By Kaye Sullivan
Special to the Herald Times
RBC | Receiving a jury summons can feel intimidating especially because recipients don’t receive any information about how long their duty might be required or the subject matter in dispute. Having been summoned to the first jury trial in our new judicial building, I learned much about our county’s “trial by jury” selection process.
Rio Blanco County citizens should feel proud that all potential and final jurors selected, without hesitation, agreed to fulfill their and our obligations as jurors. If any of us ended up in court to have our issues legally resolved, we would value the time spent selecting an impartial and willing jury.
The new judicial building, whether you agree with the location or funding, is beautiful. The courtroom and entire facility is modern, very clean, functional, and full of lovely wood finishes. The courtroom benches are just as hard as the old court. We’re here to conduct business, not be pampered.
The courtroom is a very quiet environment, especially after the judge informs all potential jurors we must listen to all the proceedings in case we are called to replace one of the initial people who will be queried. For this jury, about 75 citizens were summoned, 17 at a time were queried, and seven selected in the end. I don’t know why it is seven and not 12 jurors. You don’t get to ask questions.
The audience is very respectful, trying hard to follow the judge’s description of events to come and how the law works. We learn how long the trial is supposed to take causing the audience to calculate lost work income, childcare or other responsibilities that would be sacrificed to be a juror.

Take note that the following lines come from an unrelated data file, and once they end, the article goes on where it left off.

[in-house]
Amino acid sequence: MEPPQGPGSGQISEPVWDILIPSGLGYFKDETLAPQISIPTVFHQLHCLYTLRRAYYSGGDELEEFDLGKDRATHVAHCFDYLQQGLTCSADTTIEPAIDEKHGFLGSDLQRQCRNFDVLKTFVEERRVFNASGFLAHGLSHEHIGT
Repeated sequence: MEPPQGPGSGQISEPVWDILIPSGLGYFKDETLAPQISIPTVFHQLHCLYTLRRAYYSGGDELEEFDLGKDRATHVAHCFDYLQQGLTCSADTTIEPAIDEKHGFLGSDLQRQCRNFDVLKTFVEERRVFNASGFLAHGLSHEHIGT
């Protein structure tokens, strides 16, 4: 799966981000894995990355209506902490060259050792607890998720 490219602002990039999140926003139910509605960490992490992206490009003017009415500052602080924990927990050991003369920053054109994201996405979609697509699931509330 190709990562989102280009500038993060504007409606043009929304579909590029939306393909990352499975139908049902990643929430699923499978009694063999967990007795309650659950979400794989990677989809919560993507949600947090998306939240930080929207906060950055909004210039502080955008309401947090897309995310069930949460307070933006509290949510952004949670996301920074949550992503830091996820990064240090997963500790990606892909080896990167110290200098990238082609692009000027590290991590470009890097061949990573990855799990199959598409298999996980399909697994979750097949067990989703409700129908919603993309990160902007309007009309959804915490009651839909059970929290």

Individual names are called one at a time to occupy the jury seats. Seventeen names are announced and the rest of us breathe a sigh of relief. I was previously called as a potential juror in Rio Blanco County for an axe murder trial. It was gruesome in every regard, thus I am not happy to be back in court again. This is a different case and I try to attend objectively.
Along with other standard queries, the judge asks each potential juror to answer 10 questions posted on a flip chart. Some are simply factual; others inquire about one’s media habits. People sit in public describing their jobs, family and backgrounds. A choice to disclose to judge and attorneys in private is provided.
The jury selection system is rigorous, but not inhuman. The judge is very practical in excusing jurors who operate businesses dependent on their presence along with a few other personal circumstances making jury service a hardship. You don’t get off duty easily, but the reasons must truly be a hardship.
When the judge asks the potential jurors if they know each other, the entire audience laughs. Almost everyone knows some of the group selected but agree they can work together. Even the judge had to admit that acquiring a completely impartial jury in a small community is impossible.
Then the attorneys get 30 minutes each for their voir dire or examination of the prospective jurors. Their questions include many elusive “what if” scenarios along with some intrusive personal questions concerning beliefs and experiences related to the case.
Along the way, the attorneys for each side sketch out the trial to come. Each attacks the other side in some way. Each lays out some potential information about stuff to come. It is a whiff about the evidence to be presented later and designed to help them select the final jurors.
Four hours in, the attorneys make their picks which means “striking” names which they literally complete on a sheet of paper, crossing out names one by one. Not a sound can be heard in the entire court as we wait. Without explanation, the judge calls names and those folks are excused. Regardless of the judge’s comments not to take it personally, exclusion still feels like a failure to measure up to one’s obligations as a citizen of this country.
The remaining seven are sworn in as the final jury then the rest of us are dismissed. That’s how jury selection works. We trust they will make the best decisions possible. It isn’t an easy job and we should all feel proud of their service.
By Kaye Sullivan